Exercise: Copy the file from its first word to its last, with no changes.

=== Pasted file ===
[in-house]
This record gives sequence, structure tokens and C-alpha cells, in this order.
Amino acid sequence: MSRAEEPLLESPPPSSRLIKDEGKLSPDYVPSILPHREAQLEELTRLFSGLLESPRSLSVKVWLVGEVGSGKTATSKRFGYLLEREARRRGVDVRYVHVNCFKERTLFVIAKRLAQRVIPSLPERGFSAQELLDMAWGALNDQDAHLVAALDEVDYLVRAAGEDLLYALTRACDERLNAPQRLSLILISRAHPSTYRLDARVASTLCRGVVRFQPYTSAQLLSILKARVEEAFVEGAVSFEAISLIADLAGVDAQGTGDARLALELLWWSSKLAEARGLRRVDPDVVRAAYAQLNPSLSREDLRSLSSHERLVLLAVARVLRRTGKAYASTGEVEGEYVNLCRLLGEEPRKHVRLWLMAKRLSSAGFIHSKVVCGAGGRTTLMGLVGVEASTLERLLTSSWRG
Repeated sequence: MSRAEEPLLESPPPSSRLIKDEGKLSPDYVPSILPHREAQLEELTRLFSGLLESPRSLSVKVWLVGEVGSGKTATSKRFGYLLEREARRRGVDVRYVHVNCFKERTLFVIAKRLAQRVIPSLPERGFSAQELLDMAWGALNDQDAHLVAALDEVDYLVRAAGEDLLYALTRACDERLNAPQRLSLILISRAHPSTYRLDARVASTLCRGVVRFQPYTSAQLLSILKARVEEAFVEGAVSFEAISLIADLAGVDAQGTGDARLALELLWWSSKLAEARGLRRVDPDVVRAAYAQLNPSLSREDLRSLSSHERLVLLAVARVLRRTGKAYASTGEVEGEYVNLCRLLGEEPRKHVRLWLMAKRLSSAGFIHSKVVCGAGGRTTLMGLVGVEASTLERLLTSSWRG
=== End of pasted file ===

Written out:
[in-house]
This record gives sequence, structure tokens and C-alpha cells, in this order.
Amino acid sequence: MSRAEEPLLESPPPSSRLIKDEGKLSPDYVPSILPHREAQLEELTRLFSGLLESPRSLSVKVWLVGEVGSGKTATSKRFGYLLEREARRRGVDVRYVHVNCFKERTLFVIAKRLAQRVIPSLPERGFSAQELLDMAWGALNDQDAHLVAALDEVDYLVRAAGEDLLYALTRACDERLNAPQRLSLILISRAHPSTYRLDARVASTLCRGVVRFQPYTSAQLLSILKARVEEAFVEGAVSFEAISLIADLAGVDAQGTGDARLALELLWWSSKLAEARGLRRVDPDVVRAAYAQLNPSLSREDLRSLSSHERLVLLAVARVLRRTGKAYASTGEVEGEYVNLCRLLGEEPRKHVRLWLMAKRLSSAGFIHSKVVCGAGGRTTLMGLVGVEASTLERLLTSSWRG
Repeated sequence: MSRAEEPLLESPPPSSRLIKDEGKLSPDYVPSILPHREAQLEELTRLFSGLLESPRSLSVKVWLVGEVGSGKTATSKRFGYLLEREARRRGVDVRYVHVNCFKERTLFVIAKRLAQRVIPSLPERGFSAQELLDMAWGALNDQDAHLVAALDEVDYLVRAAGEDLLYALTRACDERLNAPQRLSLILISRAHPSTYRLDARVASTLCRGVVRFQPYTSAQLLSILKARVEEAFVEGAVSFEAISLIADLAGVDAQGTGDARLALELLWWSSKLAEARGLRRVDPDVVRAAYAQLNPSLSREDLRSLSSHERLVLLAVARVLRRTGKAYASTGEVEGEYVNLCRLLGEEPRKHVRLWLMAKRLSSAGFIHSKVVCGAGGRTTLMGLVGVEASTLERLLTSSWRG